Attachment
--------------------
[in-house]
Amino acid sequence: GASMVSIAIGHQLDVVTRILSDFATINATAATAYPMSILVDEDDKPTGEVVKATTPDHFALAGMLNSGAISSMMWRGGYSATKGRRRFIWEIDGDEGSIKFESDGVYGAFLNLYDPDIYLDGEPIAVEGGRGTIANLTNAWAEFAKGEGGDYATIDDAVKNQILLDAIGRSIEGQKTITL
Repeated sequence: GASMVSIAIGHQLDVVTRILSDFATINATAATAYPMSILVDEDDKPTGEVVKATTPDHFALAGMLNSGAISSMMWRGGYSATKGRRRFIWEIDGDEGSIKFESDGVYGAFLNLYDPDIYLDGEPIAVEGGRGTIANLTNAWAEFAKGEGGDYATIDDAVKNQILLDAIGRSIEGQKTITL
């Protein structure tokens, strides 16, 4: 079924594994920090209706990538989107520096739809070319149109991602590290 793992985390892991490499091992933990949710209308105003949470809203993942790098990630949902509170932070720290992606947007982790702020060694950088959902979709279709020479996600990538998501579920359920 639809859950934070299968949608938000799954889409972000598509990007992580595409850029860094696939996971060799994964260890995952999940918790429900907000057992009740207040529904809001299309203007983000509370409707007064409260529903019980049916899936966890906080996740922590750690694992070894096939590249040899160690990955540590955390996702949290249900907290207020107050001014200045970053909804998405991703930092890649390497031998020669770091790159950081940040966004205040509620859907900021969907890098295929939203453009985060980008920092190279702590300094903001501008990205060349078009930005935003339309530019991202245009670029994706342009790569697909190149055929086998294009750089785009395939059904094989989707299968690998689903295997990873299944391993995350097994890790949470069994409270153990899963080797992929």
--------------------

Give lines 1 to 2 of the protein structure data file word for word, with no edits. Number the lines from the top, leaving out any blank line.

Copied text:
[in-house]
Amino acid sequence: GASMVSIAIGHQLDVVTRILSDFATINATAATAYPMSILVDEDDKPTGEVVKATTPDHFALAGMLNSGAISSMMWRGGYSATKGRRRFIWEIDGDEGSIKFESDGVYGAFLNLYDPDIYLDGEPIAVEGGRGTIANLTNAWAEFAKGEGGDYATIDDAVKNQILLDAIGRSIEGQKTITL